- Latencies decrease with age in the nonlagged population. This trend is not evident in the entire population because immature nonlagged cells overlap in latency with lagged cells.
- Lagged cells develop stronger inhibition late in postnatal development, giving them their characteristic absolute phase lag.
- ON/OFF cells may exist in the A-layers of kittens. It is often difficult to tell whether cells are lagged ON (OFF) or nonlagged OFF (ON) as well.
- Despite the difficulties in classifying cells, some neurons are clearly lagged or nonlagged even in 5 week old kittens. Relatively mature cells exist early in development, but are much less common.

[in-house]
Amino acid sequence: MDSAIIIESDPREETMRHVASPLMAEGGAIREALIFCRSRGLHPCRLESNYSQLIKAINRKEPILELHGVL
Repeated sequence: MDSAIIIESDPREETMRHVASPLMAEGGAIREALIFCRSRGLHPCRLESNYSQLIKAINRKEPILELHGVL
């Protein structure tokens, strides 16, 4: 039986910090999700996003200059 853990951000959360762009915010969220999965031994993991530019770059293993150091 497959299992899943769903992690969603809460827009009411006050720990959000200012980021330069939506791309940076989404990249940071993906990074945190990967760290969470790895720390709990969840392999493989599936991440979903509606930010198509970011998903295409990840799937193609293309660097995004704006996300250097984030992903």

- Predictions from these data are that cortical direction selectivity:
- is less prominent at low temporal frequencies in young kittens, because the variance in absolute phase is so low; and
- is ubiquitous at higher temporal frequencies, because of the huge variance in latencies in these kittens.
Back to index
Date created: November 5, 1997
Last modified: November 5, 1997
Copyright © 1997, Alan Saul
Maintained by: Alan Saul